Jeanne Meister led the SCN audience on a wide-ranging, eye-opening and hair-raising romp through the challenges and opportunities of the future workplace.
Meister quoted Charles Darwin: “The most responsive to change survives.” This, I feel, was the heart of her presentation. If the issues and insights she raised are true — and she certainly has the data — then she was being far too gentle on her audience.
Let there be no misunderstanding: HR is due for an overhaul so radical it will make management consultant David Ulrich’s “strategic partner” innovation seem like a mere course correction.
Meister listed the now familiar forces of change: the multi-gen workforce, the impending “diversified” workforce, the rise of semi-autonomous, intelligent technology, and the mass customization of employee experience. (Interestingly, she left out the network-versus-hierarchy bugbear).
In response to those forces, she asked: “How can we break HR so that we do a better job?” A powerful question, too softly posed. Like so many roles in the future, we will need to dramatically re-imagine and redefine our roles and ourselves, erasing silo walls and connecting ourselves directly to the success of the organization.
Meister repeatedly stressed that all workers, including HR, need to adopt a new mindset: “Your team does not have the right answer.” I take that to mean that the edges of our expertise are getting fuzzier as our environments become more complex and interwoven.
The human capital job is becoming porous; increasingly, we must reach out into IT, analytics, facilities, other stakeholders and, most importantly, to each individual employee in order to find, engage and retain talent. We will find that stakeholders will simultaneously reach back into us, blurring the distinction between functions and roles, and forcing us into “constantly living in a beta stage.”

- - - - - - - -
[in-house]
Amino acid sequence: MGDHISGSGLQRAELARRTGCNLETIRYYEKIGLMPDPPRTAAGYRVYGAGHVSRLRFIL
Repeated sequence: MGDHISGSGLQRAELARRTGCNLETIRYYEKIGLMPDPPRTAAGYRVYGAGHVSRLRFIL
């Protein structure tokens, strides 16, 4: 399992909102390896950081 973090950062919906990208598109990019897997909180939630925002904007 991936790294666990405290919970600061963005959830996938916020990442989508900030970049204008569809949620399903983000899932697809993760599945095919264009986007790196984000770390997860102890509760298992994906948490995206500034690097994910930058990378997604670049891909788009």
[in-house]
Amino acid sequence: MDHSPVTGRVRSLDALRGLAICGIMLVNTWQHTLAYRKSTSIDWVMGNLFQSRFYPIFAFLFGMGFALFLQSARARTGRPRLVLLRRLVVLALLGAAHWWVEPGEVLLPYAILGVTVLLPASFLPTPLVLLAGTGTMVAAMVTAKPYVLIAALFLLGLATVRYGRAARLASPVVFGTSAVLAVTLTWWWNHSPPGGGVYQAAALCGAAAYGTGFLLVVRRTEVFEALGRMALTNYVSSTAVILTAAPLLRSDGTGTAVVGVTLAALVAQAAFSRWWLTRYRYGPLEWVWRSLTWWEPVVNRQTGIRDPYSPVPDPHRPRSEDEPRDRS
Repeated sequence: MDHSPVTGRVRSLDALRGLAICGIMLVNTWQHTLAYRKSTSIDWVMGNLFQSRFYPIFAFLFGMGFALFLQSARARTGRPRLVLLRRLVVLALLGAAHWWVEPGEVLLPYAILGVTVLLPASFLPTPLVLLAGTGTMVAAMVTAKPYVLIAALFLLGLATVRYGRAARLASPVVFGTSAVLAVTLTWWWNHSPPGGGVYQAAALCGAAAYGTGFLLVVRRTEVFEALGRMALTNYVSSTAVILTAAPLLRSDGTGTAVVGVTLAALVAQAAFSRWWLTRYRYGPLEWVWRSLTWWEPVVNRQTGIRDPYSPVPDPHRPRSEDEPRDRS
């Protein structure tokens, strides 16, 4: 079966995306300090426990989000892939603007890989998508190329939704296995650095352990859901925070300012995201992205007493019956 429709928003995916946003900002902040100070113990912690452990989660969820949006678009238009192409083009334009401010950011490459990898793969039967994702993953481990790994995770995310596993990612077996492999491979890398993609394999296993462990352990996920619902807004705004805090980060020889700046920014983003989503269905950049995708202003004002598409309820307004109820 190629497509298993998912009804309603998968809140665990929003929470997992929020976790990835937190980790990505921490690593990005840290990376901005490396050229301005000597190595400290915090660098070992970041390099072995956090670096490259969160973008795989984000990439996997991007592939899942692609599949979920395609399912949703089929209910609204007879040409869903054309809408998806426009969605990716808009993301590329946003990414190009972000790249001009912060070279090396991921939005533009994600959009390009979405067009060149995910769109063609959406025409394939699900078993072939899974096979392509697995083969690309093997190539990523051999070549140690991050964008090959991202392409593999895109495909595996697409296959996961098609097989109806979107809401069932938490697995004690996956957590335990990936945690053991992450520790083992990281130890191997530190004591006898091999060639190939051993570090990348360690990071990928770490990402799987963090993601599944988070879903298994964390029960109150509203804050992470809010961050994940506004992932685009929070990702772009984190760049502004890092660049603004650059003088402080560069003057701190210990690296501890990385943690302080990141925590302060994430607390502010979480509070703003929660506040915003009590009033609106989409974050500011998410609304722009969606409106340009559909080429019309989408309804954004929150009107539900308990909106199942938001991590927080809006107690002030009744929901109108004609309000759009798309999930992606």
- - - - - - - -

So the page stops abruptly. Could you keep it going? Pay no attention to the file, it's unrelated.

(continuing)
The effort to achieve that change in mindset alone is a stretch. And, despite Meister’s offhand “This doesn’t mean that everyone in HR is losing their job,” the re-skilling to support that mindset will inevitably be beyond the reach of some of us.
I concede that a Harvard Business Review-worthy speaker would bring big-brand examples such as PWC, Cisco and Mastercard, but I regret that Meister did not at least nod toward the future of the workplace at the vast majority of organizations that are small and medium-sized. These are companies that are big enough to have efficiencies like an HR generalist, but not small enough to be nimble.
They will be on the back-end of the wave of change that’s coming. I wonder what the hybrid employee experience is going to look like, where an employee at a small manufacturer — whose exposure to HR will remain the punch clock — has a spouse contingently working for a big financial who’s getting real-time HR feedback via a chatbot?
Michael Clark is director of business development at Forrest & Company, an organizational transformation firm with 30 years’ experience in developing the organizational and leadership capacity in organizations.
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